Friday, December 13, 2013
The Rules of Writing-Parts of Speech-Interjection 3
By OFW chief editor:
Carlos J Cortes And Renée Miller
Published: June 08, 2013
For writers, what’s in an interjection?
Interjections are dialogue devices to transmit the emotion of the speaker or narrator. For fiction writers, creating realistic dialogue is one of the most difficult aspects of the craft. Interjections, if used with care, can convey natural-sounding lines.
Let’s try a silly game. In a room, we have a group of males waiting for the bride: the groom, a teenager, a grandfather, a young brother, and the father. We have lines of dialogue but we forgot to append their attributes. Can you tell who said what?
“You look nice.”
“Hey, you look nice.”
“Wow! You look nice!”
“Mmm… you look nice.”
“Er, you look, hum, nice.”
“You look nice.” Is dry, sober and serious; it could be the grandfather.
“Hey, you look nice.” This is a little more zesty, but restrained, no exclamation marks; it could be the father.
“Wow! You look nice!” Enthusiastic. Perhaps the young brother?
“Mmm… you look nice.” The filled pause points at the groom. Yet, one of the writers of this manual pointed out that if anyone but the groom had said “Mmm” it would make for an interesting story. Go figure.
“Er, you look, hum, nice.” Finally, this sentence ripe with filled pauses could belong to the teenager.
These interjections add realism to prose because we often use them in our conversations. But like every device in fiction writing, using interjections for effect or characterization wants careful dosing. This implies limiting their use to specific situations or the mannerisms of individual characters. Excessive use of interjections in writing is a flaw that signals stylistic immaturity.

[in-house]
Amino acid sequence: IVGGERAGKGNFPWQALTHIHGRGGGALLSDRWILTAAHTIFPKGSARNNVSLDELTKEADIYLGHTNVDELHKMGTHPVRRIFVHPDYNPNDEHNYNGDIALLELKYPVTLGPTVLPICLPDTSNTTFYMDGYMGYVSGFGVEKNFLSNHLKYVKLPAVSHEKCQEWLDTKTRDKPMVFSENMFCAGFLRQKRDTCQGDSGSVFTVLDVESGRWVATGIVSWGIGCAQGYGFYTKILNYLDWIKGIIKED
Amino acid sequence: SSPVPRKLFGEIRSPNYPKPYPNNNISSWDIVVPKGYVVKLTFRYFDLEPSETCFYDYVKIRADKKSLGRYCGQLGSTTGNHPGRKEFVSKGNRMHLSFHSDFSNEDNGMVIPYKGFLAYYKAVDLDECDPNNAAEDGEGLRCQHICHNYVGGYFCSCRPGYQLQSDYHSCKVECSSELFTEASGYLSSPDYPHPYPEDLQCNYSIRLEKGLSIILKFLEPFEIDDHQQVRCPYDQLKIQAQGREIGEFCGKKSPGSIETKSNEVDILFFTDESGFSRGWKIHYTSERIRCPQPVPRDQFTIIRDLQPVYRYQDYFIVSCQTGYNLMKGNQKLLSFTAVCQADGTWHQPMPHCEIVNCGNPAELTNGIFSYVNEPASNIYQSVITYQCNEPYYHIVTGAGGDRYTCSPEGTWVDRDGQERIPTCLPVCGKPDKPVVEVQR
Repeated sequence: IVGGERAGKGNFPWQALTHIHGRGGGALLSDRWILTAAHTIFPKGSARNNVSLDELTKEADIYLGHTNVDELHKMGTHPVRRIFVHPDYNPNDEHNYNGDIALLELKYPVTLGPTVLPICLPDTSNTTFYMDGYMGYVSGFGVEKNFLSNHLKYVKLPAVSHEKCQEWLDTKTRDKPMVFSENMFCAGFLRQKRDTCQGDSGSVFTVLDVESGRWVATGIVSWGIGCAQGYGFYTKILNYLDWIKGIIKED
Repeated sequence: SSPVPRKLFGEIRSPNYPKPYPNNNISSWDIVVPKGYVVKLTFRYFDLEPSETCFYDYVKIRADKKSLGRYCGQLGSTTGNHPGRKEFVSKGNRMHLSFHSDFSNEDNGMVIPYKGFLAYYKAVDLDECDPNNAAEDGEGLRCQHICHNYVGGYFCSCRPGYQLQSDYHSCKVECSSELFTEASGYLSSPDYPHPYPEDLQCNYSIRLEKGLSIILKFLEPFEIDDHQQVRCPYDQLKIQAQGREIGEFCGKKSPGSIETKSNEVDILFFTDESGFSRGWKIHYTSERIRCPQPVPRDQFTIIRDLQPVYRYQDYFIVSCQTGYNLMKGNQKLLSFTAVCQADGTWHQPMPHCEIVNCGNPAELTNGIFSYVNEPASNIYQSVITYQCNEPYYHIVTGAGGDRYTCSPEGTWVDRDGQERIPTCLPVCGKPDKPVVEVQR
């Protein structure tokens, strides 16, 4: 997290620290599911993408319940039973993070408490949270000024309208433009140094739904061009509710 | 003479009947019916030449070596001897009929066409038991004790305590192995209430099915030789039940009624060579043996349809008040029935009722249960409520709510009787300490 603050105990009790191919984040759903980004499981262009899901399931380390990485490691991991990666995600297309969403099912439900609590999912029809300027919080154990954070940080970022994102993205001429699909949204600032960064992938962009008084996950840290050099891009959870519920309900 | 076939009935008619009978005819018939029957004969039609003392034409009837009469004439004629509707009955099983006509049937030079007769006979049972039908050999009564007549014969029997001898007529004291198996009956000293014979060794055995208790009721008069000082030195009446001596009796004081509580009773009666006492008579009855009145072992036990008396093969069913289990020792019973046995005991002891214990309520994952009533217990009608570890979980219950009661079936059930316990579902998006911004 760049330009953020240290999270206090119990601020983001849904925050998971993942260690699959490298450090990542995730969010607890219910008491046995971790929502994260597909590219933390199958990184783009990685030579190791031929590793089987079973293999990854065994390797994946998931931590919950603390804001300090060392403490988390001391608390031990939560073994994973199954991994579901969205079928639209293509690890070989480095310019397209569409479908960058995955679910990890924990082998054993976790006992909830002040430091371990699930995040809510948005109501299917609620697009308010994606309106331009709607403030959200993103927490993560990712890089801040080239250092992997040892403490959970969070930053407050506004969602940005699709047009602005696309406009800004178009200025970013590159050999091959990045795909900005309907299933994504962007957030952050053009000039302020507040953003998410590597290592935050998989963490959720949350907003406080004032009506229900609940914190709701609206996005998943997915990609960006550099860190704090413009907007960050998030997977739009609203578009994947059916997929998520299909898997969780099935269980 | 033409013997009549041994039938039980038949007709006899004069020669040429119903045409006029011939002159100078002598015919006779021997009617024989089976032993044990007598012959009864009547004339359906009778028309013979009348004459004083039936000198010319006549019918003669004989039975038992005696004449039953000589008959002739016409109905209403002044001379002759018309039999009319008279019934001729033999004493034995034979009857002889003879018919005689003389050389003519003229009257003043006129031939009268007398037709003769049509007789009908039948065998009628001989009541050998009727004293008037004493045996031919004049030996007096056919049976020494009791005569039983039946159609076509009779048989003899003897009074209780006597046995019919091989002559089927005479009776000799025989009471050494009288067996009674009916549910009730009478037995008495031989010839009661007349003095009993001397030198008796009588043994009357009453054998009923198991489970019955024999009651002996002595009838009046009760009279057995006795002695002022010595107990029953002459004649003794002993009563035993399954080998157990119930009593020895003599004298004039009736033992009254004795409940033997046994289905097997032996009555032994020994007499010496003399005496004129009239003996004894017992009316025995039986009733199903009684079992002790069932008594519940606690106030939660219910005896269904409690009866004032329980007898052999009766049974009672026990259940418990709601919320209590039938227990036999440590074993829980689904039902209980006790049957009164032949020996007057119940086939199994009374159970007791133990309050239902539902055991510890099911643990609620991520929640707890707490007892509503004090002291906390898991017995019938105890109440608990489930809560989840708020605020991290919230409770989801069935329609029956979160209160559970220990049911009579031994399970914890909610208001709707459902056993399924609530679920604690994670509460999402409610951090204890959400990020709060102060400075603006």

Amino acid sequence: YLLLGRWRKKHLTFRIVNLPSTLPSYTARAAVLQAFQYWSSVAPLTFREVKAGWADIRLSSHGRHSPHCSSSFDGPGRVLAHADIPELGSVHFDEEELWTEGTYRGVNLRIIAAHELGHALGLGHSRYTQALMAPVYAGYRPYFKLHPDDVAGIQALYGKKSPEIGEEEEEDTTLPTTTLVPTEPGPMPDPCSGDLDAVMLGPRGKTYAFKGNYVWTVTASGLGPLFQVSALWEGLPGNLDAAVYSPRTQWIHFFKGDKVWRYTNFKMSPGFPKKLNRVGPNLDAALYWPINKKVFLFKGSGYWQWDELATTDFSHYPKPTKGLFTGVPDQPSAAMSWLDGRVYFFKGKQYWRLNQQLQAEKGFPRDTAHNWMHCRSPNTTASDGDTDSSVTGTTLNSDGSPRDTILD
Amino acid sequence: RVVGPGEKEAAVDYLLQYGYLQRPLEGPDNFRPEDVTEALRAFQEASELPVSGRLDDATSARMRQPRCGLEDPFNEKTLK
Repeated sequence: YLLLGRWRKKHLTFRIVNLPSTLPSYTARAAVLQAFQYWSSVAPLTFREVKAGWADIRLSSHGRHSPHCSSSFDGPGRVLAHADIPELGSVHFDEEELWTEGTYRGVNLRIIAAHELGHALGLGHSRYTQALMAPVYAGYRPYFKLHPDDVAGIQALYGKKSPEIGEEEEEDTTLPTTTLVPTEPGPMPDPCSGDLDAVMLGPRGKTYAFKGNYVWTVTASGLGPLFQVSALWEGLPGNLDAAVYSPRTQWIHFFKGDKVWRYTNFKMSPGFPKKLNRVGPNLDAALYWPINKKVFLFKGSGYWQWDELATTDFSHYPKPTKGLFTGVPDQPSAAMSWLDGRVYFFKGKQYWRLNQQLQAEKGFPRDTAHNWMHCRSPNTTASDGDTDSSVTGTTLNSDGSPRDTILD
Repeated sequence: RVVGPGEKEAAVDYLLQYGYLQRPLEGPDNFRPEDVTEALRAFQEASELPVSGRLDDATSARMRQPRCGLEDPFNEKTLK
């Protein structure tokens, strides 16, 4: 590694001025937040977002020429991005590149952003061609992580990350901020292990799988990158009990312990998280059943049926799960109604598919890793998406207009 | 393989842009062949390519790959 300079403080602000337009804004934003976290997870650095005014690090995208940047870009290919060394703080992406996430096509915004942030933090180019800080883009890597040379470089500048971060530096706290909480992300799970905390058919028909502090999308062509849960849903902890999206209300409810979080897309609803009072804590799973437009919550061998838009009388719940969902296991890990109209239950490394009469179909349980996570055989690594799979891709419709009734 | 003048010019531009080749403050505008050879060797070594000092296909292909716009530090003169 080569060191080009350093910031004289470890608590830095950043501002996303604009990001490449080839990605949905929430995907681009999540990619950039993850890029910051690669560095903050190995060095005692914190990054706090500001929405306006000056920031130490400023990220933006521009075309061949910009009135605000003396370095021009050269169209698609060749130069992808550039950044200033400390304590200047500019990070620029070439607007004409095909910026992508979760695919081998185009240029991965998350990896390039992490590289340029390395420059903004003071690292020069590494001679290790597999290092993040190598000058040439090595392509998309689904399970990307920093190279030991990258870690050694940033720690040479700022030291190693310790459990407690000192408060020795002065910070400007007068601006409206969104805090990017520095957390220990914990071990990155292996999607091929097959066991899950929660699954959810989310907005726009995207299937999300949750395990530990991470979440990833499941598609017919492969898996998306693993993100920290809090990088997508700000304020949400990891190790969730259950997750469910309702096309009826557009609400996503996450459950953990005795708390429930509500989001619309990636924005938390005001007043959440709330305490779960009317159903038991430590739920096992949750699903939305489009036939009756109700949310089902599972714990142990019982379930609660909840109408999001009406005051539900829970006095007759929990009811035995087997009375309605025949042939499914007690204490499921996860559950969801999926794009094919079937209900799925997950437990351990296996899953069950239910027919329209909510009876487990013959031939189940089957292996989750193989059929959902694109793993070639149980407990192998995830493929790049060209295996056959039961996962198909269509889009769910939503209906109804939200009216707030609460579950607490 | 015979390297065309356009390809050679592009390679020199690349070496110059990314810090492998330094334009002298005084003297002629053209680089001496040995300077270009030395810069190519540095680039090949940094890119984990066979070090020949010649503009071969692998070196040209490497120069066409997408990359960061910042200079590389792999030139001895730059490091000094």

Either a comma or an exclamation mark can punctuate an interjection. This opens possibilities to “grade” the emphasis of a sentence. For a mild effect, use a comma, and an exclamation mark for a stronger show of surprise, emotion, or deep feeling. Another exclamation mark on the following sentence will increase the effect.
“Hey, that horse is huge.”
“Hey! That horse is huge.”
“Hey! That horse is huge!”
In the previous examples, the first is declarative, lifeless. It doesn’t convey anything beyond the information contained in the words “horse” and “huge.”
The second example adds a tone of excitement and in the third the agitation multiplies.
Another form of interjection, also useful for adding realism to dialogue, is the filled pause. Filled pauses are seldom “real” words, but onomatopoeias we introduce in our speech patterns when unsure, nervous, searching for the right word, or pausing. Examples of filled pauses are: um, mmm, hmm, er, uh, etc.
In fiction writing, the filled pause can convey character traits and emotions, awkwardness, impatience, doubt, nervousness, and lies.
“Er, um, Dad, I, er, was wondering if, uh, you would, um, lend me your, er, car…”
“Um, Dad… please?”
“Forget it. Are you crazy? What do you want the car for?”
“Uh, well, you see….”
“No, I don’t.”
“Um, I have a, uh, date.”
“A date? Zoinks! Why didn’t you say so? Come here, son. Sit down and tell me about it. You’ll need money. Here. A date you said? Someone we know?”
Context and the acceptable language conventions by the characters in the given scenes or settings are important before applying any literary devices.
Renee Miller & Carlos Cortes
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